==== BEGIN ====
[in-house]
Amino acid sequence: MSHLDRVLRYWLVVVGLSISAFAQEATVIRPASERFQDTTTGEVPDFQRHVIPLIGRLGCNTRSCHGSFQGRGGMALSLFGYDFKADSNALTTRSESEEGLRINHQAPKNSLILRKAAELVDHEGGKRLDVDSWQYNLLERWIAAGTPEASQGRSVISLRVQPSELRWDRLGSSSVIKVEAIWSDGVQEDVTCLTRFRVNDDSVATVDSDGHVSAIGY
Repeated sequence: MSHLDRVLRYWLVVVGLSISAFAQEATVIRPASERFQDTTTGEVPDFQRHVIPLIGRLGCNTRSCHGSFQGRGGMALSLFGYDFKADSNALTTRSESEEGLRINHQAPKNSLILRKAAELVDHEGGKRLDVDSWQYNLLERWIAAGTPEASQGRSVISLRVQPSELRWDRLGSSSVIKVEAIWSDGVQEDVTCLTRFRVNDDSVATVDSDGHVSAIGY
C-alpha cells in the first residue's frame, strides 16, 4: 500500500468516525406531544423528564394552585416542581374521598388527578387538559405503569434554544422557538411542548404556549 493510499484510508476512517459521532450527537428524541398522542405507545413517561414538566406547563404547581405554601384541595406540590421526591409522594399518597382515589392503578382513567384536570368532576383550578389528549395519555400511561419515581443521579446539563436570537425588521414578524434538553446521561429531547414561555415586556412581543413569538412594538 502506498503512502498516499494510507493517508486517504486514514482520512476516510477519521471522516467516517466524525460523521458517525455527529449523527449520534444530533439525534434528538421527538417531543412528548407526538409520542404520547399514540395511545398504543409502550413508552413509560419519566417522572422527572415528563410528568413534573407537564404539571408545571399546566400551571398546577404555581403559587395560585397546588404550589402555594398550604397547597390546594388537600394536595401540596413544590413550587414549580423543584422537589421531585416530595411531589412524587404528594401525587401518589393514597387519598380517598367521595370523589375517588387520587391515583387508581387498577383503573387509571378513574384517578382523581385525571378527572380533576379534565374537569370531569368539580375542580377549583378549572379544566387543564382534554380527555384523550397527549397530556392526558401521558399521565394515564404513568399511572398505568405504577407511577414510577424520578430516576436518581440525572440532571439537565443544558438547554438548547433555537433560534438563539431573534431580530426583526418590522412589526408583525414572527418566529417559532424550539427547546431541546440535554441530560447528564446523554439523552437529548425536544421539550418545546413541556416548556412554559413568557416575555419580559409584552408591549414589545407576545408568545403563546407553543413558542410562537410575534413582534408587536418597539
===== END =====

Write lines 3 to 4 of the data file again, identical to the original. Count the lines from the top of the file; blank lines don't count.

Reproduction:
Repeated sequence: MSHLDRVLRYWLVVVGLSISAFAQEATVIRPASERFQDTTTGEVPDFQRHVIPLIGRLGCNTRSCHGSFQGRGGMALSLFGYDFKADSNALTTRSESEEGLRINHQAPKNSLILRKAAELVDHEGGKRLDVDSWQYNLLERWIAAGTPEASQGRSVISLRVQPSELRWDRLGSSSVIKVEAIWSDGVQEDVTCLTRFRVNDDSVATVDSDGHVSAIGY
C-alpha cells in the first residue's frame, strides 16, 4: 500500500468516525406531544423528564394552585416542581374521598388527578387538559405503569434554544422557538411542548404556549 493510499484510508476512517459521532450527537428524541398522542405507545413517561414538566406547563404547581405554601384541595406540590421526591409522594399518597382515589392503578382513567384536570368532576383550578389528549395519555400511561419515581443521579446539563436570537425588521414578524434538553446521561429531547414561555415586556412581543413569538412594538 502506498503512502498516499494510507493517508486517504486514514482520512476516510477519521471522516467516517466524525460523521458517525455527529449523527449520534444530533439525534434528538421527538417531543412528548407526538409520542404520547399514540395511545398504543409502550413508552413509560419519566417522572422527572415528563410528568413534573407537564404539571408545571399546566400551571398546577404555581403559587395560585397546588404550589402555594398550604397547597390546594388537600394536595401540596413544590413550587414549580423543584422537589421531585416530595411531589412524587404528594401525587401518589393514597387519598380517598367521595370523589375517588387520587391515583387508581387498577383503573387509571378513574384517578382523581385525571378527572380533576379534565374537569370531569368539580375542580377549583378549572379544566387543564382534554380527555384523550397527549397530556392526558401521558399521565394515564404513568399511572398505568405504577407511577414510577424520578430516576436518581440525572440532571439537565443544558438547554438548547433555537433560534438563539431573534431580530426583526418590522412589526408583525414572527418566529417559532424550539427547546431541546440535554441530560447528564446523554439523552437529548425536544421539550418545546413541556416548556412554559413568557416575555419580559409584552408591549414589545407576545408568545403563546407553543413558542410562537410575534413582534408587536418597539